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My Dream (Hobbit?) House

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My friend Chris Baskind says this house is for “upwardly mobile, fashion forward hobbits.” I THINK that describes me….

OK, I’m having a severe case of house lust. Have you ever seen a cuter little abode? Check the website for more pictures, as well as plans and details of the sustainable aspects of the this “Low Impact Woodland Home”, which include:

* Dug into hillside for low visual impact and shelter
* Stone and mud from diggings used for retaining walls, foundations etc.
* Frame of oak thinnings (spare wood) from surrounding woodland
* Reciprocal roof rafters are structurally and aesthaetically fantastic and very easy to do
* Straw bales in floor, walls and roof for super-insulation and easy building
* Plastic sheet and mud/turf roof for low impact and ease
* Lime plaster on walls is breathable and low energy to manufacture (compared to cement)
* Reclaimed (scrap) wood for floors and fittings
* Anything you could possibly want is in a rubbish pile somewhere (windows, burner, plumbing, wiring…)
* Woodburner for heating – renewable and locally plentiful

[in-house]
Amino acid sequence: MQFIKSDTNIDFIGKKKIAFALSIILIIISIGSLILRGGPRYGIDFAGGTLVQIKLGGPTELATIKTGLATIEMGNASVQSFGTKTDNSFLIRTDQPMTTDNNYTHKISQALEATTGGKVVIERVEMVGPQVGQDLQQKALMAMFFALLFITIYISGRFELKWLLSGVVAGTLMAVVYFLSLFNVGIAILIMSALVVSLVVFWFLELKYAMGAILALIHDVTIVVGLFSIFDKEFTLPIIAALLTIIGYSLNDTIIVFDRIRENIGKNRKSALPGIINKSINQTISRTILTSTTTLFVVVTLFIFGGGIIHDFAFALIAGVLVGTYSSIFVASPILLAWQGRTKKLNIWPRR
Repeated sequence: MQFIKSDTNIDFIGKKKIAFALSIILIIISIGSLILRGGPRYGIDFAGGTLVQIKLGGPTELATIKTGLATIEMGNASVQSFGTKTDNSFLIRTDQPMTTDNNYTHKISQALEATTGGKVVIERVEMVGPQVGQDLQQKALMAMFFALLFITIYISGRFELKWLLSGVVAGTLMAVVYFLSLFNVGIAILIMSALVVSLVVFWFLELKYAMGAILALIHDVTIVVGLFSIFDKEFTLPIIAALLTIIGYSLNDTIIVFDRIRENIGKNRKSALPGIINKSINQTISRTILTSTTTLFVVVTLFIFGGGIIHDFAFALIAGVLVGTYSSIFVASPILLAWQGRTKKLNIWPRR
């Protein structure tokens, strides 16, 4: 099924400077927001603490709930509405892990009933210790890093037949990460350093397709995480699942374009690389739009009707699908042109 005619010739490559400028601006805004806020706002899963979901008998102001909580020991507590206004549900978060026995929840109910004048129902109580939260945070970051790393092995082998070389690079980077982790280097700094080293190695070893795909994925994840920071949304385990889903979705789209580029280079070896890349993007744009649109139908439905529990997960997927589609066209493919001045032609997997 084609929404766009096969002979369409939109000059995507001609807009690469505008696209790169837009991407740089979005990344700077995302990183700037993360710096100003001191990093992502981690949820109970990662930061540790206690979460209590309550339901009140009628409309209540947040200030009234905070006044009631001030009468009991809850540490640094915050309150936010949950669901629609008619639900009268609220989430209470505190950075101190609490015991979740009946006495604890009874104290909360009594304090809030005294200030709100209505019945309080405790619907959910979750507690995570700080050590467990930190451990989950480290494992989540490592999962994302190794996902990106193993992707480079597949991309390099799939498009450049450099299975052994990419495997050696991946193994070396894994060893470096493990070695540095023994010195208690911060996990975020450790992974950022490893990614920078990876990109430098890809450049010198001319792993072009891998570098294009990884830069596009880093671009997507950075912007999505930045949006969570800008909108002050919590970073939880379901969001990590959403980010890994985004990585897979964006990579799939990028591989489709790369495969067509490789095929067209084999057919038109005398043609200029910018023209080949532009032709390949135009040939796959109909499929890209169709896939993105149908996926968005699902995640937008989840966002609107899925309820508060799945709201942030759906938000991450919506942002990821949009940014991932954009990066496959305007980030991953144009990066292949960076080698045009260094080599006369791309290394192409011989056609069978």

* Flue goes through big stone/plaster lump to retain and slowly release heat
* Fridge is cooled by air coming underground through foundations
* Skylight in roof lets in natural feeling light
* Solar panels for lighting, music and computing
* Water by gravity from nearby spring
* Compost toilet
* Roof water collects in pond for garden etc.

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Not only is it so cozy and inviting, it is gorgeous inside too!

And in case you were feeling like a productive member of society, to top it off, this couple built the house for around $6,000 with a baby and a toddler to distract them! (I guess now I’d feel bad about kicking them out and moving in, since it would just be me and my cats and dog. But not that bad, ha ha!)

Starre Vartan is founder and editor-in-chief of Eco-Chick.com and the author of the Eco-Chick Guide to Life. She's also a freelance science and environment writer who has published in National Geographic, CNN, Scientific American, Mental Floss, Pacific Standard, the NRDC, and many more. She lives on an island in Puget Sound with her partner and black cat. She was a geologist in her first career, and still picks up rocks wherever she goes.